Bordeaux 2020: Pauillac
Author: Mark Pardoe MW
In this series, Mark Pardoe MW provides insight into how Bordeaux’s key communes fared in 2020. Here, our Wine Director looks at Pauillac, based on a conversation with Jean-Charles Cazes of Ch. Lynch-Bages, Ch. Haut-Batailley and Ch. Ormes de Pez in St Estèphe.
At a glance: Pauillac in 2020
- Hectares under vine: 1,213
- Average yield: 37hla/ha in 2020 (47hl/ha in ’19); down 21%
- Significant châteaux: Lafite Rothschild, Latour, Mouton Rothschild; Pichon Baron, Pichon-Longueville Comtesse de Lalande; Duhart-Milon; d’Armailhac, Batailley, Clerc Milon, Grand-Puy-Lacoste, Haut-Bages Libéral, Haut-Batailley, Lynch-Bages, Pédesclaux, Pontet-Canet
Pauillac 2020: Ch. Lynch-Bages
Jean-Charles Cazes considers ’20 a strong vintage which completes a rare trio of successive high-quality years, last seen with the run of 1988-’90. However, he observes that the vintage is irregular: not all of Bordeaux was equally successful. He also notes that the hot summer has produced some Merlots with very high alcohol, especially on the Right Bank.
In Pauillac, the wines show the warmth of the vintage in the ripeness of the tannins and sugars. Yet, paradoxically, there is no sense of over-ripeness at Lynch-Bages and elsewhere; the alcohol is a modest (by modern standards) 13.5%. In addition to the dry summer, the likely reason is the warm and windy September, which gently dehydrated the grapes further, but without excessive pressure.
This is the first vintage for the new winery at Lynch-Bages. It has been designed to move all the juice and wine by gravity, upon which Jean-Charles remarked with a certain wryness. It reinstates a facility which had been used at the property from the middle of the 1800s until 1975 – very much a case of back-to-the-future. But the other refinements sought, based on years of observation and analysis, provide an excellent case study of how a strategy of small gains is still enhancing the quality and potential at the best châteaux, year on year.
Following soil and vine performance analysis, the vineyard’s 90 plots were further subdivided. This created 200 plots, with smaller zones demarcated within them, both in the suitability of the vine to that soil type, and in the style of wine produced. Many of these plots are too small to be vinified independently, but in the new cellar, the number of vinification tanks has been doubled, to 80. The result of this more detailed management and processing of the fruit creates more precise, homogenous lots.
How, and to what level, to extract colour and tannin is another resonant topic in these times of warm vintages, ripe fruit and high tannin levels. At Lynch-Bages, they still believe in a strong extraction, especially during the first week of fermentation, as this helps to create the signature plump and juicy style of their wine.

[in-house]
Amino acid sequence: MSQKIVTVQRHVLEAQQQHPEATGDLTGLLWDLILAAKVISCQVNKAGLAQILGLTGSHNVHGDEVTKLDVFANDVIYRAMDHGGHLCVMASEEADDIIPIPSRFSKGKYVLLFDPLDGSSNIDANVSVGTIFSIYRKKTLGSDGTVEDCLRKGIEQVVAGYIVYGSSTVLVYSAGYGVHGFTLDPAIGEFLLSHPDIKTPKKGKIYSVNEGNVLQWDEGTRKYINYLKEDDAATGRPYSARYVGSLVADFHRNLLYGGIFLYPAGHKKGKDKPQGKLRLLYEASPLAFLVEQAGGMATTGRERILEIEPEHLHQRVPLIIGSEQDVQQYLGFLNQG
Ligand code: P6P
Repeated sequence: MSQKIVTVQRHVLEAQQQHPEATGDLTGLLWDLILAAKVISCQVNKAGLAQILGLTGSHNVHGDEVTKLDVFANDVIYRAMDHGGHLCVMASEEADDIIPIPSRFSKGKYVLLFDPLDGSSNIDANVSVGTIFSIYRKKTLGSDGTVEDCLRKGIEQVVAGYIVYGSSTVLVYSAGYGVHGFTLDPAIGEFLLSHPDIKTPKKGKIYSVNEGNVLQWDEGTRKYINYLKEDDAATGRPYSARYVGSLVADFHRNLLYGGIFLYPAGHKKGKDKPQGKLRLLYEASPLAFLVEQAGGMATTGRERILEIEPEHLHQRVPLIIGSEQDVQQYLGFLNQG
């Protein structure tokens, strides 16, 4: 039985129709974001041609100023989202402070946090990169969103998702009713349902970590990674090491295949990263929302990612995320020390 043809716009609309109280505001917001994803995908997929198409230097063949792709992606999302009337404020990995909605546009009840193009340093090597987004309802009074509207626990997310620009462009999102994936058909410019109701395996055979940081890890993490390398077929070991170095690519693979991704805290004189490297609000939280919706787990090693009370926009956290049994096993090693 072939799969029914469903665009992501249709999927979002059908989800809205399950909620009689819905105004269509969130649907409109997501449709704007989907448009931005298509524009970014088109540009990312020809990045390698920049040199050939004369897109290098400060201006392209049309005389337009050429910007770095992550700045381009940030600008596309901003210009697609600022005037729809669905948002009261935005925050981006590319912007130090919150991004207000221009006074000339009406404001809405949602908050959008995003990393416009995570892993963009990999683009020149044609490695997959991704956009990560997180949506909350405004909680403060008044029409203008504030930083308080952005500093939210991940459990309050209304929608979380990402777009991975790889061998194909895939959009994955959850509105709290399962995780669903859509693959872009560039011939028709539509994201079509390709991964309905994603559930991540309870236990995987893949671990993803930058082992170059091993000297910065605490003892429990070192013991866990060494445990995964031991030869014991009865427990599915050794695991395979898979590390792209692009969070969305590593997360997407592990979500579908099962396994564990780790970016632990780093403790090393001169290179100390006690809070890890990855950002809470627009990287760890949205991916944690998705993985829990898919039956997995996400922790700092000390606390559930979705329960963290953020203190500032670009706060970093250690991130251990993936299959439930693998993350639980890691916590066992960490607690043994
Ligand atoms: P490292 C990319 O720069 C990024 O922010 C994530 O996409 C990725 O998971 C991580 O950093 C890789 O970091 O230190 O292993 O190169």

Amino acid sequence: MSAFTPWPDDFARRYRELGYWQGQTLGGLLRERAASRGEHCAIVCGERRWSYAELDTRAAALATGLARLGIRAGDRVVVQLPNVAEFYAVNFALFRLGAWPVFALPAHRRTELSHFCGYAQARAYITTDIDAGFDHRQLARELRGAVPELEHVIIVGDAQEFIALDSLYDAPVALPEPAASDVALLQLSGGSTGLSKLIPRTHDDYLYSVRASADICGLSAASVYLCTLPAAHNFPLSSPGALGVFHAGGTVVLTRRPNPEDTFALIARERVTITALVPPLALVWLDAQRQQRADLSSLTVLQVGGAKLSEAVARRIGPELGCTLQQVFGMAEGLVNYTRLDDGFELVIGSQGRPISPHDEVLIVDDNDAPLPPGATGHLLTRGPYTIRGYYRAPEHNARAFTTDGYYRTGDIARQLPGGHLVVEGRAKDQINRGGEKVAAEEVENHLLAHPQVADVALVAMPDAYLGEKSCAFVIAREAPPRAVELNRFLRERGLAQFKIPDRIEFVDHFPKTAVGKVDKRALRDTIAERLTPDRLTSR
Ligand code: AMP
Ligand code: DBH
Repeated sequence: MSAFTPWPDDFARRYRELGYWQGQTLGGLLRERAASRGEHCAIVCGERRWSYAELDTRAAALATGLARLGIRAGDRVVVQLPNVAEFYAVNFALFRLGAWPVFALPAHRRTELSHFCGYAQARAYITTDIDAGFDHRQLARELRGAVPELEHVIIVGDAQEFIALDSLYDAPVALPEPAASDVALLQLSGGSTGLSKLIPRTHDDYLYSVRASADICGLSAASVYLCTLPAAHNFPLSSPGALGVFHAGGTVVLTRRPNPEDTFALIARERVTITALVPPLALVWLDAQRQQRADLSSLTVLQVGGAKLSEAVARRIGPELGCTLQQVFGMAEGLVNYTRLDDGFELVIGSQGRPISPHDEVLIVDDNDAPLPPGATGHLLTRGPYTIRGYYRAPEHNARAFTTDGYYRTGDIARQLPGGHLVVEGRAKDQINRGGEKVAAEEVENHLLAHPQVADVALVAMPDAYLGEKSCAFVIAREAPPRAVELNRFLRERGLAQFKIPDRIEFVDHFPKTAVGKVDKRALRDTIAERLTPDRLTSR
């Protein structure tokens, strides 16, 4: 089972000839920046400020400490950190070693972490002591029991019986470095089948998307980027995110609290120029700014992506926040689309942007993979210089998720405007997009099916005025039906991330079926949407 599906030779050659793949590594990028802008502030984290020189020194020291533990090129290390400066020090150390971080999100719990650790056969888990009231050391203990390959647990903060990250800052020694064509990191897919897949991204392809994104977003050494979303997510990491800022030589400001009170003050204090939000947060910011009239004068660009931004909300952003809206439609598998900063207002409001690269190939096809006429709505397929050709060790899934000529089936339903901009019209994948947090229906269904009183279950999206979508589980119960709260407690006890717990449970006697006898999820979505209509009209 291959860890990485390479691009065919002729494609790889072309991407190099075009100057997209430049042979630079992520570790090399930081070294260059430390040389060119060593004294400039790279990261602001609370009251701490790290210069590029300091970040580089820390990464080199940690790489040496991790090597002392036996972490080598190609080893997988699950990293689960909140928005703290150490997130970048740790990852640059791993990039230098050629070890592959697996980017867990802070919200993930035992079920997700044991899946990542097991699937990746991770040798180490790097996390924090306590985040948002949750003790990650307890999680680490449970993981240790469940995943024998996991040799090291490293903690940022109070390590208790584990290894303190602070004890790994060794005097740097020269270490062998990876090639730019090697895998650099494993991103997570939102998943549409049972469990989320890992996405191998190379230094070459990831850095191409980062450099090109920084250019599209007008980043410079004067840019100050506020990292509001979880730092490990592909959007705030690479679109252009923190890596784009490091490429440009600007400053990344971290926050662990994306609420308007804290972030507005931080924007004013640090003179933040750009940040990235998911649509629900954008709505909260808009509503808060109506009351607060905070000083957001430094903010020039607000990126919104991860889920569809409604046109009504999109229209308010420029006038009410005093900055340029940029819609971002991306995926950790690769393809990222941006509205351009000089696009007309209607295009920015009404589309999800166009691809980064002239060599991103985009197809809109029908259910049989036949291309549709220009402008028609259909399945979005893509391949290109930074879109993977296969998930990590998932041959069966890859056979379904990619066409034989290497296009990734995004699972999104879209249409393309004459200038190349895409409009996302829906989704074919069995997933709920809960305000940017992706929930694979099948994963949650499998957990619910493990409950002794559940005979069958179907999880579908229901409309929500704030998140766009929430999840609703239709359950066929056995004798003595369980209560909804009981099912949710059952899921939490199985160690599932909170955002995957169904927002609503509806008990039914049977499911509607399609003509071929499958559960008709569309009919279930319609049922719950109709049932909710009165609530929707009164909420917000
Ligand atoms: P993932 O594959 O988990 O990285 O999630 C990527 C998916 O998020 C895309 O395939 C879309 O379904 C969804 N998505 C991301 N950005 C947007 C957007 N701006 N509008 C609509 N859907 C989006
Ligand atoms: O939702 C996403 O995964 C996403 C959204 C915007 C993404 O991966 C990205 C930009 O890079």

Pumping over (rémontage) is the principal technique; previously, this had to be a supervised process. In the new winery, all the new tanks have been fitted with a programmable pump system that can account for 45 different parameters including grape variety and the origin of the parcel, among others. The pumps can be set to activate the rémontage for the optimum moment at any time of day or night, to extract the full potential of each tank.
Attention to detail
It is worth drawing attention to these developments at Lynch-Bages. They also benefit the Cazes family’s other châteaux, Haut-Batailley and Ormes de Pez. These developments indicate the ever-greater attention to detail that is found at the top addresses.
Jean-Charles likens it to viewing an image with more pixels. The opportunity that the current sequence of warmer vintages has brought, with the vigneron able to choose the harvest date, is that a much more complex palette of constituent elements can be created. Today, different parts of the vineyard are managed for fruitiness and acidity; others for complexity; others still for density and structure; and all according to each grape variety, the age of the vines and the distinct personality of each plot. The change of climate is allowing Bordeaux to enter the age of precision.
Pauillac 2020: the art of the blend
The challenging but pleasurable corollary of this level of detail is in the blending decisions, which happen before the wine is sent down to barrel. This year, blending took twice as long as usual at Lynch-Bages, with more nuance, complexity and variety available among the components to test and apply.
Jean-Charles’s judgement of his 2020s is that they are beautifully sun-ripened, with freshness and, under the circumstances, good acidity. This is underpinned by very ripe but powerful tannins, matching the levels found in ’18 and ’19. With the benefits of the new winery, he feels that the wines are better honed than before.
He does, however, ruefully accept that the small crop was a benefit for the first year at the new facility. A large crop would have been like opening a new restaurant and being fully booked on the first night, with the staff not yet familiar with all the facilities. He welcomed the opportunity to test-drive their new investment at a more controlled pace. But he would prefer a bigger crop in ’21.